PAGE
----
The Ignored History of Racism in California: College Edition

Communities across the country from Ferguson, Missouri, to Baltimore, Maryland, have been experiencing major uprisings from citizens who perceive their local leaders to be apathetic to racial injustices affecting their communities. College campuses, communities in their own right, have not been immune--often finding themselves embroiled in controversy surrounding blatantly racist acts perpetrated by members of their own campus communities. The tendency for campus leaders, as well as the perpetrators, to minimize and trivialize issues of race on college campuses is what author Lawrence Ross tackles in his new book, Blackballed: The Black & White Politics of Race on America's Campuses.

Whether it is members of Sigma Alpha Epsilon Fraternity at the University of Oklahoma singing fraternal chants claiming that there will "never be a nigger in SAE" or whether it is members of Phi Gamma Delta Fraternity at the University of Texas dressing as border patrol officers and "Mexican" construction workers at their "Run for the Border" party, Ross reminds us that highly visible examples of campus racism in the 21st century are not difficult to come by.

From a distance, many Californians will watch the media coverage surrounding these events and feel a sense of comfort that those things at those terrible places don't happen here in our state at our universities.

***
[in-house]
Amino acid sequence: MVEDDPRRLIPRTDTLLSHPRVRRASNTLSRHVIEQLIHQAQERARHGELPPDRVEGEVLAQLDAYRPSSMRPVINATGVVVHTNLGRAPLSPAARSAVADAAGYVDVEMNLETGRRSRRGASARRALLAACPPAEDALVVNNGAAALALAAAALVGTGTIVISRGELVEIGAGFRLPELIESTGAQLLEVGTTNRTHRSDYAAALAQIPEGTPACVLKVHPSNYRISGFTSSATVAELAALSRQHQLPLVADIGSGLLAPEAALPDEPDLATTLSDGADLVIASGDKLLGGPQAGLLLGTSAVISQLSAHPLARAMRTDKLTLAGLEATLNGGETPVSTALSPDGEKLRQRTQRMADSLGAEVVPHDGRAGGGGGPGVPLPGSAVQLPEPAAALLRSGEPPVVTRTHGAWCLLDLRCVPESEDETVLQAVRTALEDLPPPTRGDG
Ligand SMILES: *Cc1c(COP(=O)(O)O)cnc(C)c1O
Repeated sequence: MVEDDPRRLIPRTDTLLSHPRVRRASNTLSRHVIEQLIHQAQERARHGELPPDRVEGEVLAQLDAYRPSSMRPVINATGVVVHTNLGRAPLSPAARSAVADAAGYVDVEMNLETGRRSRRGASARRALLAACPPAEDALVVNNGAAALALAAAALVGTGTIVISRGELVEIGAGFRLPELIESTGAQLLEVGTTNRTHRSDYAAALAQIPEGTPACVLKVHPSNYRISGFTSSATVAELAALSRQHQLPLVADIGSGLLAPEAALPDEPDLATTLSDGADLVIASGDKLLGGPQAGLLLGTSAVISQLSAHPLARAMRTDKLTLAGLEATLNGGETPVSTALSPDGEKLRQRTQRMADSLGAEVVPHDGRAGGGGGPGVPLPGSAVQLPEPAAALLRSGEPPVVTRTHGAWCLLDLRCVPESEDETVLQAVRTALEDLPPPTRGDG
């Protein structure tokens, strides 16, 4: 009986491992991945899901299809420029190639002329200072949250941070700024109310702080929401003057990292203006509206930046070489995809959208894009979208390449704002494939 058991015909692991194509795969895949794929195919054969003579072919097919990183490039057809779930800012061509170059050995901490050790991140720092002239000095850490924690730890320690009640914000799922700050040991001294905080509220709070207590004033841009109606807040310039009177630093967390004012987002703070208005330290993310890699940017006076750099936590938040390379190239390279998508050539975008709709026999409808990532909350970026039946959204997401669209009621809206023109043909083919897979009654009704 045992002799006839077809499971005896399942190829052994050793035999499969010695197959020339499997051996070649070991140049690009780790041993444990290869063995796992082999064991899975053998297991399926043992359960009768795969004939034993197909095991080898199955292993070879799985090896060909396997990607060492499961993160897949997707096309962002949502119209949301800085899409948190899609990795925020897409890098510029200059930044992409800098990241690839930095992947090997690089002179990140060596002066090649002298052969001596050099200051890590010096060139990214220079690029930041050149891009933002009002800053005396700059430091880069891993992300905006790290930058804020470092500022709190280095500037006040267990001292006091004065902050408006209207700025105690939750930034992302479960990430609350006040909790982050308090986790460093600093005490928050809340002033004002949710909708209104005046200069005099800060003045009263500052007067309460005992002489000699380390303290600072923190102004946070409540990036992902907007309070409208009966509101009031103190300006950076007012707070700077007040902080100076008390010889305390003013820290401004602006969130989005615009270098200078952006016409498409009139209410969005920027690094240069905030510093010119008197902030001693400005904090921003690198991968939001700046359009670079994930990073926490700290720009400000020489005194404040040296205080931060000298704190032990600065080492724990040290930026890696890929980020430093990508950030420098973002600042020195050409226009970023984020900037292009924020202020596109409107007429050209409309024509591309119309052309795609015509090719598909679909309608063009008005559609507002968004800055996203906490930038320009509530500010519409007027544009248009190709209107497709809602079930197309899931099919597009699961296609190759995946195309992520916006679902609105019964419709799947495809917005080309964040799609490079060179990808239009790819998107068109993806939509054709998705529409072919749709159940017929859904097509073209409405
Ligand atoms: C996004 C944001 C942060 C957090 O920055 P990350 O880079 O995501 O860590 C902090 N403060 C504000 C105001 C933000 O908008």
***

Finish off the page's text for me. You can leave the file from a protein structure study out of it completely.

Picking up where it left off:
Sadly, those Californians would be sorely mistaken. The reality is that California and its universities, which many view as havens for diversity and inclusion, have been and continue to be hostile places for people of color. People often think that because California doesn't have the same history with slavery as the South does, racism is something that happens over there on that side of the country. But "California has a rich history of discrimination, " Ross says, and that is evidenced by Ku Klux Klan rallies, the mass deportation of Latinos, restrictive clauses in housing, segregated beaches, Japanese internment camp assembly centers, racially segregated schools, and so much more.

The Campaign for College Opportunity released a series of reports last year around the state of students of color in California's public higher education systems, and one theme emerged: it's not good. The gates to most University of California (UC) campuses were locked shut for Black and Latino students, where two out of every three Black and Latino applicants were denied admission. Despite these statistics, and the mounting evidence that being forced to use only race-neutral factors (such as socioeconomic status, high school class ranking, and standardized test scores) in admissions harms campus racial diversity efforts, many politicians and voters continue to dismiss the idea that systemic racism creates barriers to higher education for people of color in California. For example, Ross suggests that through public policy like Proposition 209--which bans the use of affirmative action in California's universities--Californians have actually codified racial inequities.

In essence, Ross says that Proposition 209 forbids people from addressing the fact that the game is rigged: white kids are playing on one side of the basketball court with a 10-foot basket while kids of color are on the other side of the same court playing with a 20-foot basket, and people have somehow been manipulated into believing that leveling the playing field by acknowledging these inequities is providing unfair and unearned advantages to kids of color.

But it's not enough to simply improve access. Let's say students of color do get in. The proverbial fight is not over once they are admitted to a California public university. Truly, their journey has only begun, and what often awaits them during their college career is bad enough for them to wish they hadn't gone in the first place.